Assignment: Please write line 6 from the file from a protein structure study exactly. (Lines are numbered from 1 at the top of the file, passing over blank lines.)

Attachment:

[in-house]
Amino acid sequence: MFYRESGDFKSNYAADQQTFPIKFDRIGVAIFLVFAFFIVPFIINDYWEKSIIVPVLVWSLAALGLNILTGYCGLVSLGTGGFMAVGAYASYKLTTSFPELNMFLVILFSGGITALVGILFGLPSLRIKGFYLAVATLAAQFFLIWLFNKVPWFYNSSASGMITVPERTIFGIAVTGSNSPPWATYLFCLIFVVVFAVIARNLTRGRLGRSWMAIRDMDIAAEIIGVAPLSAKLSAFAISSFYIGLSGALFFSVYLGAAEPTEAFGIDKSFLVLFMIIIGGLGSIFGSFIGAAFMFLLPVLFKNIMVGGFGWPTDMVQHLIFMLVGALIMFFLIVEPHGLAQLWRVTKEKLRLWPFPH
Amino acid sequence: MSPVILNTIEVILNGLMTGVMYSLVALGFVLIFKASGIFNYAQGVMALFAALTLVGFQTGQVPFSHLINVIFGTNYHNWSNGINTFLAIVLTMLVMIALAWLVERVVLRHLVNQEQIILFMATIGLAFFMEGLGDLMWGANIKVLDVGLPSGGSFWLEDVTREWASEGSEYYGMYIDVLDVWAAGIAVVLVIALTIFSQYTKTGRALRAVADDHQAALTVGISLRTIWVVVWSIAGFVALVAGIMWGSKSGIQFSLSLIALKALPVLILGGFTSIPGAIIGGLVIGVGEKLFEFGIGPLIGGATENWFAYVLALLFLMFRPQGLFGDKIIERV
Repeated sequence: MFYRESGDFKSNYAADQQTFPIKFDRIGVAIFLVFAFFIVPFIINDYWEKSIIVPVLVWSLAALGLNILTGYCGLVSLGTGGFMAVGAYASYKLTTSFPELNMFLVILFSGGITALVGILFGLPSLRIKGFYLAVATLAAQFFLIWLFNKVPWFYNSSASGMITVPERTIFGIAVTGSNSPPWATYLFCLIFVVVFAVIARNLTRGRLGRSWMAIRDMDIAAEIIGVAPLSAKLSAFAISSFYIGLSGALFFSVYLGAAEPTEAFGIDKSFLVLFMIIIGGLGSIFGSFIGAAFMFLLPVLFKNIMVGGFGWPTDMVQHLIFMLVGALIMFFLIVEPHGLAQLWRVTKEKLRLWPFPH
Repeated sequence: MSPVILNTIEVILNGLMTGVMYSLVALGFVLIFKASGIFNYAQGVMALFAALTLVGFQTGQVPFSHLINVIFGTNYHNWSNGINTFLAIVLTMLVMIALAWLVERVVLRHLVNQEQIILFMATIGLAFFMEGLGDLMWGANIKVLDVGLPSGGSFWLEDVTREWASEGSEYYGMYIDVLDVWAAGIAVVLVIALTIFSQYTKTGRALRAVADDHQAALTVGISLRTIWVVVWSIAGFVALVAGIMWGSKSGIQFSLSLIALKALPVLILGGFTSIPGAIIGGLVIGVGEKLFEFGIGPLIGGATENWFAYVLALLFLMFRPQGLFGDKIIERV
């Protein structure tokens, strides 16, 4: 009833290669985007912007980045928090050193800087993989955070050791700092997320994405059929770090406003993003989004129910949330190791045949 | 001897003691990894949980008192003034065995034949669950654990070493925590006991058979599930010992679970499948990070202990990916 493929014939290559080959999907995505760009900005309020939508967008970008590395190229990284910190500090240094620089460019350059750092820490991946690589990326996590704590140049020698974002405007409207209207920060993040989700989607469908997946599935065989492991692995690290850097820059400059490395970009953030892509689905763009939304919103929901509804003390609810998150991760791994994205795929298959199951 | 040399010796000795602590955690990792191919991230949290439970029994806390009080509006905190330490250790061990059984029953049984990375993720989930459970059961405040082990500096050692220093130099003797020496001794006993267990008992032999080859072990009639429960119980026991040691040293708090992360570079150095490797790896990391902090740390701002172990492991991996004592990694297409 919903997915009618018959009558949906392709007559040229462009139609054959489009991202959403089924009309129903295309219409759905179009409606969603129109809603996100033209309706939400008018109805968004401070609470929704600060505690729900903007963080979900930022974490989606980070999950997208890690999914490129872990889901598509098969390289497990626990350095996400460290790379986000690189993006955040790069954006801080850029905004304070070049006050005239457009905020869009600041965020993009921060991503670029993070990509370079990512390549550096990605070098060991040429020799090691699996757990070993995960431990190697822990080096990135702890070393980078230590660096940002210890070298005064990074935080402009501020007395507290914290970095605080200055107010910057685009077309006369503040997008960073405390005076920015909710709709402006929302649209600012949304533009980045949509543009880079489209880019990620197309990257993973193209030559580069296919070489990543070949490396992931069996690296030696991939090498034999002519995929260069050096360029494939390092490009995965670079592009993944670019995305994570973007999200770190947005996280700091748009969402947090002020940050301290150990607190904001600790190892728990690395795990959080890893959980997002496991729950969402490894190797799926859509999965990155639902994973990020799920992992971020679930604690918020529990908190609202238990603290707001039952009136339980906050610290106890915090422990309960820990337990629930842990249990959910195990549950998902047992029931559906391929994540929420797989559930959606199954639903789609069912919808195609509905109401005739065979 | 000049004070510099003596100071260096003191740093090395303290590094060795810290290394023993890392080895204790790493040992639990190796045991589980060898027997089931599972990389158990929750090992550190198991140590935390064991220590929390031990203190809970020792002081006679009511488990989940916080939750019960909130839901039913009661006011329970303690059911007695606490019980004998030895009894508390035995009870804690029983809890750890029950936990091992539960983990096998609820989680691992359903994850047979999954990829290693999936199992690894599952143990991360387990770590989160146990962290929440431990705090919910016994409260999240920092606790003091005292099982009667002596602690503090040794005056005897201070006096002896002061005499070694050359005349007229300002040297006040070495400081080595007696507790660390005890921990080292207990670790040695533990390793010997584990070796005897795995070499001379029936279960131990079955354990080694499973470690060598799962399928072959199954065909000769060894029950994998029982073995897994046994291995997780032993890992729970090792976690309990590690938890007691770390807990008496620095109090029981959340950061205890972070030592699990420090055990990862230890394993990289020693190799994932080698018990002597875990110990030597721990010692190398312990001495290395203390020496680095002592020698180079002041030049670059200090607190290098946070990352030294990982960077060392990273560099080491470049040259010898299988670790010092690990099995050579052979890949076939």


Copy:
């Protein structure tokens, strides 16, 4: 009833290669985007912007980045928090050193800087993989955070050791700092997320994405059929770090406003993003989004129910949330190791045949 | 001897003691990894949980008192003034065995034949669950654990070493925590006991058979599930010992679970499948990070202990990916 493929014939290559080959999907995505760009900005309020939508967008970008590395190229990284910190500090240094620089460019350059750092820490991946690589990326996590704590140049020698974002405007409207209207920060993040989700989607469908997946599935065989492991692995690290850097820059400059490395970009953030892509689905763009939304919103929901509804003390609810998150991760791994994205795929298959199951 | 040399010796000795602590955690990792191919991230949290439970029994806390009080509006905190330490250790061990059984029953049984990375993720989930459970059961405040082990500096050692220093130099003797020496001794006993267990008992032999080859072990009639429960119980026991040691040293708090992360570079150095490797790896990391902090740390701002172990492991991996004592990694297409 919903997915009618018959009558949906392709007559040229462009139609054959489009991202959403089924009309129903295309219409759905179009409606969603129109809603996100033209309706939400008018109805968004401070609470929704600060505690729900903007963080979900930022974490989606980070999950997208890690999914490129872990889901598509098969390289497990626990350095996400460290790379986000690189993006955040790069954006801080850029905004304070070049006050005239457009905020869009600041965020993009921060991503670029993070990509370079990512390549550096990605070098060991040429020799090691699996757990070993995960431990190697822990080096990135702890070393980078230590660096940002210890070298005064990074935080402009501020007395507290914290970095605080200055107010910057685009077309006369503040997008960073405390005076920015909710709709402006929302649209600012949304533009980045949509543009880079489209880019990620197309990257993973193209030559580069296919070489990543070949490396992931069996690296030696991939090498034999002519995929260069050096360029494939390092490009995965670079592009993944670019995305994570973007999200770190947005996280700091748009969402947090002020940050301290150990607190904001600790190892728990690395795990959080890893959980997002496991729950969402490894190797799926859509999965990155639902994973990020799920992992971020679930604690918020529990908190609202238990603290707001039952009136339980906050610290106890915090422990309960820990337990629930842990249990959910195990549950998902047992029931559906391929994540929420797989559930959606199954639903789609069912919808195609509905109401005739065979 | 000049004070510099003596100071260096003191740093090395303290590094060795810290290394023993890392080895204790790493040992639990190796045991589980060898027997089931599972990389158990929750090992550190198991140590935390064991220590929390031990203190809970020792002081006679009511488990989940916080939750019960909130839901039913009661006011329970303690059911007695606490019980004998030895009894508390035995009870804690029983809890750890029950936990091992539960983990096998609820989680691992359903994850047979999954990829290693999936199992690894599952143990991360387990770590989160146990962290929440431990705090919910016994409260999240920092606790003091005292099982009667002596602690503090040794005056005897201070006096002896002061005499070694050359005349007229300002040297006040070495400081080595007696507790660390005890921990080292207990670790040695533990390793010997584990070796005897795995070499001379029936279960131990079955354990080694499973470690060598799962399928072959199954065909000769060894029950994998029982073995897994046994291995997780032993890992729970090792976690309990590690938890007691770390807990008496620095109090029981959340950061205890972070030592699990420090055990990862230890394993990289020693190799994932080698018990002597875990110990030597721990010692190398312990001495290395203390020496680095002592020698180079002041030049670059200090607190290098946070990352030294990982960077060392990273560099080491470049040259010898299988670790010092690990099995050579052979890949076939």